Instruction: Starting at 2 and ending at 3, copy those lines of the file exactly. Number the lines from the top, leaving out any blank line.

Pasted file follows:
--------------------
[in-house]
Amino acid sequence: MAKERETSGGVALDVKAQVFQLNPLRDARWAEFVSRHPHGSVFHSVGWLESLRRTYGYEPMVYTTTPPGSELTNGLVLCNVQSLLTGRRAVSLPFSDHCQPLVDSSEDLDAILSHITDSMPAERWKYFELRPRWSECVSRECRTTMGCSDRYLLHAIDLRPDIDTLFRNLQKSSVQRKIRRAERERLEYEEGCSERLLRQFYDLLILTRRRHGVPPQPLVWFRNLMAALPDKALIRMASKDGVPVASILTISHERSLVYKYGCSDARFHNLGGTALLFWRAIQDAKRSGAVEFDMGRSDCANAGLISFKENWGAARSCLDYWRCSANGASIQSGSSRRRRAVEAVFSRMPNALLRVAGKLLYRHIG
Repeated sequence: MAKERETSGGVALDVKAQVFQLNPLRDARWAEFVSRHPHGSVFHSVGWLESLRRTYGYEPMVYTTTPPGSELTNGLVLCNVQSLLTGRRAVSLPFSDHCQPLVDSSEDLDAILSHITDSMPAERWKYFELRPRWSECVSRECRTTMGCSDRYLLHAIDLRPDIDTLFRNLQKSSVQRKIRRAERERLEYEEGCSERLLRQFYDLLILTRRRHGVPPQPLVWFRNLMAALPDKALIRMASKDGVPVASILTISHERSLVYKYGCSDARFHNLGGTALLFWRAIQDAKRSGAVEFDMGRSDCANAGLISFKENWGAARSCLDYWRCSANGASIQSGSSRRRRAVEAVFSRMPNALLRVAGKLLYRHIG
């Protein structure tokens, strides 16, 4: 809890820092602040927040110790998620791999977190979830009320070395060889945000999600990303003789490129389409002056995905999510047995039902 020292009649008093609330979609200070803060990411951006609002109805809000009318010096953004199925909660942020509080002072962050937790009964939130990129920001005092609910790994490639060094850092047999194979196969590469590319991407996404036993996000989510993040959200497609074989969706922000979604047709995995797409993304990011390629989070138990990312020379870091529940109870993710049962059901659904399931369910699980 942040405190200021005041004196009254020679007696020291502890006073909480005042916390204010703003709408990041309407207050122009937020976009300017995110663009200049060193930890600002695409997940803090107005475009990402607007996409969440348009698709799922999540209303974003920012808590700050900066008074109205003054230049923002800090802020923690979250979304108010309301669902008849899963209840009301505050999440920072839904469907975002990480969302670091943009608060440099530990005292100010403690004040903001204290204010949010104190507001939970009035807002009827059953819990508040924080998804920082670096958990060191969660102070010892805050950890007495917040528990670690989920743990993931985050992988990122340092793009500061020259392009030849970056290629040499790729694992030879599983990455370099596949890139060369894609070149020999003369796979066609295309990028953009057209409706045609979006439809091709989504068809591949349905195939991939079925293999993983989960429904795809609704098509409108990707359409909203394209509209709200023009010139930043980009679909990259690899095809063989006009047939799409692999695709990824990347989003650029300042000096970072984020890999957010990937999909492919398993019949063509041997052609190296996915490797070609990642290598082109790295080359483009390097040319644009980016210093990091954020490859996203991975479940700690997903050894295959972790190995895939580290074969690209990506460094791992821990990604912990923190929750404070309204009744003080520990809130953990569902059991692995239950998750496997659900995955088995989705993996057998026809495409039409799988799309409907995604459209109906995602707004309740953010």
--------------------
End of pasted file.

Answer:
Amino acid sequence: MAKERETSGGVALDVKAQVFQLNPLRDARWAEFVSRHPHGSVFHSVGWLESLRRTYGYEPMVYTTTPPGSELTNGLVLCNVQSLLTGRRAVSLPFSDHCQPLVDSSEDLDAILSHITDSMPAERWKYFELRPRWSECVSRECRTTMGCSDRYLLHAIDLRPDIDTLFRNLQKSSVQRKIRRAERERLEYEEGCSERLLRQFYDLLILTRRRHGVPPQPLVWFRNLMAALPDKALIRMASKDGVPVASILTISHERSLVYKYGCSDARFHNLGGTALLFWRAIQDAKRSGAVEFDMGRSDCANAGLISFKENWGAARSCLDYWRCSANGASIQSGSSRRRRAVEAVFSRMPNALLRVAGKLLYRHIG
Repeated sequence: MAKERETSGGVALDVKAQVFQLNPLRDARWAEFVSRHPHGSVFHSVGWLESLRRTYGYEPMVYTTTPPGSELTNGLVLCNVQSLLTGRRAVSLPFSDHCQPLVDSSEDLDAILSHITDSMPAERWKYFELRPRWSECVSRECRTTMGCSDRYLLHAIDLRPDIDTLFRNLQKSSVQRKIRRAERERLEYEEGCSERLLRQFYDLLILTRRRHGVPPQPLVWFRNLMAALPDKALIRMASKDGVPVASILTISHERSLVYKYGCSDARFHNLGGTALLFWRAIQDAKRSGAVEFDMGRSDCANAGLISFKENWGAARSCLDYWRCSANGASIQSGSSRRRRAVEAVFSRMPNALLRVAGKLLYRHIG